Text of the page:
This will be about surge load, or inrush current. Many devices will draw a brief but large current pulse at start up, can be an order of magnitude larger than normal steady current. Enough to weld apparently adequate contacts.
Bigger relay or less load.
As @rossko57 said, it’s about the surge load, not about the normal draw.
Have you seen Apollo 13? There’s an ongoing sequence with Ken Mattingly (Gary Sinise) trying to figure out the right order to turn on the capsule’s systems so that they won’t go over the available amperage in their batteries. He needed to turn on a system to see if it spiked (the surge load) too high, and then make sure there was still enough current to allow for subsequent systems to turn on and spike.
Another example: when I was in high school I was learning to do theatre lighting design and someone told me to turn on a stage light. Unfortunately, I didn’t yet know that it had to be done gradually, so I flipped it right to maximum power and blew out the bulb. I sent too much current too quickly, and the bulb couldn’t handle it.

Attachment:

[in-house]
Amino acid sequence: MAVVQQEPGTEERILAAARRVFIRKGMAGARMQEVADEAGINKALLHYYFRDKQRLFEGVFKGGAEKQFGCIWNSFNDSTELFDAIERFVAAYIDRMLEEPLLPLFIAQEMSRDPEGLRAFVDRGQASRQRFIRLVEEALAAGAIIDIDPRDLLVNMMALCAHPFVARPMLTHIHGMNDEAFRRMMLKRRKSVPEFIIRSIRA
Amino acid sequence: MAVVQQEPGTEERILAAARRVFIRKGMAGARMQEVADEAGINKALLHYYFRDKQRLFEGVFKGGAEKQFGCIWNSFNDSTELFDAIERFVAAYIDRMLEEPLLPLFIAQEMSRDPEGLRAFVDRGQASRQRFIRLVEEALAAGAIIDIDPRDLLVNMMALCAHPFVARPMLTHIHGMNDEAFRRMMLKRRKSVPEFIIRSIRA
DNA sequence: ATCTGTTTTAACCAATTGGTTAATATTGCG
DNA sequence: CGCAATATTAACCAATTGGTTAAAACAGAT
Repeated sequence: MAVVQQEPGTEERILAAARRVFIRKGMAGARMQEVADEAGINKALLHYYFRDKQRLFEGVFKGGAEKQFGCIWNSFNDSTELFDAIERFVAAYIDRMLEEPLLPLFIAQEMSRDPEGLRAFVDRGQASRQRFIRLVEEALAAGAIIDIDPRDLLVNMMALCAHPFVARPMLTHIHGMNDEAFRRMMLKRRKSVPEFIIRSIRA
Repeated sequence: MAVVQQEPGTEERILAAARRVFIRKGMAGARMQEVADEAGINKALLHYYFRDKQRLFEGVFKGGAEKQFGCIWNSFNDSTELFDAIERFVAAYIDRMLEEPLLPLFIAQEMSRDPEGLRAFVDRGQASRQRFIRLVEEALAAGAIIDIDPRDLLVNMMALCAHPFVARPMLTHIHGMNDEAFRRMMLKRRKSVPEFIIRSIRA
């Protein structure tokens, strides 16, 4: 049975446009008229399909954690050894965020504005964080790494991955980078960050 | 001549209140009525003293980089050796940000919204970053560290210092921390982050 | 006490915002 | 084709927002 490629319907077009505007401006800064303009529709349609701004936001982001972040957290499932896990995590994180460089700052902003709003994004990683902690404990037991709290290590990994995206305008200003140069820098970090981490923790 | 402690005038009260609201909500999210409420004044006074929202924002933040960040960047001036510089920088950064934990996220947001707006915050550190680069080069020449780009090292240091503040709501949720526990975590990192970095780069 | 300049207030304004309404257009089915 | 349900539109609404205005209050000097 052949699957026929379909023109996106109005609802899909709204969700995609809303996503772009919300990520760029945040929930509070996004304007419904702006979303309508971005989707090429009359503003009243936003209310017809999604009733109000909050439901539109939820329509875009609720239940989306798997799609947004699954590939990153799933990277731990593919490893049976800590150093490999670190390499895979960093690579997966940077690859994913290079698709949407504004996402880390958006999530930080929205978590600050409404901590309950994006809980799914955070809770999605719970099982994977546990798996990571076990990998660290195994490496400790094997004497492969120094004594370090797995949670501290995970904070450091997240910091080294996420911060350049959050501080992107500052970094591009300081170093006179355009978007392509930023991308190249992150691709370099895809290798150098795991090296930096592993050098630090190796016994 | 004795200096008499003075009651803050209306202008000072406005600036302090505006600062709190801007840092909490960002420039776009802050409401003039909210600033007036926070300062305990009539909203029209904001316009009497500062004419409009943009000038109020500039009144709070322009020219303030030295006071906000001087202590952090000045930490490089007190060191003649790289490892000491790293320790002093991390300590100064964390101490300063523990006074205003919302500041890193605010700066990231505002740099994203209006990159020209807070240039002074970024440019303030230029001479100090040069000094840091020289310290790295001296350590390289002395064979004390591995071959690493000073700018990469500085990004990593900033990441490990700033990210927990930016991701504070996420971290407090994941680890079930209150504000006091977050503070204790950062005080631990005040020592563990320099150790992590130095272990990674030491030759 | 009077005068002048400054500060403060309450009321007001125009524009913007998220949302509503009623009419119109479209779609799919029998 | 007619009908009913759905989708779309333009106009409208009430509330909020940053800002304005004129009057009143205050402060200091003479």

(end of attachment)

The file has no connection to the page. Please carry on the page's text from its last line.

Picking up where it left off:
Since all of your devices are going through the Kasa, when you turn it on they’re all suddenly drawing current at the exact same time…and same as the stage light, all it takes is a moment. That’s why fuses typically blow right when you turn something on, or turn your heater/AC/vacuum/hair dryer to maximum.
Even if devices go directly into a standby state when plugged in (and require you to manually turn them on), they can still draw a lot of initial current.
Why do you have all of those devices going through a single smart plug, anyway?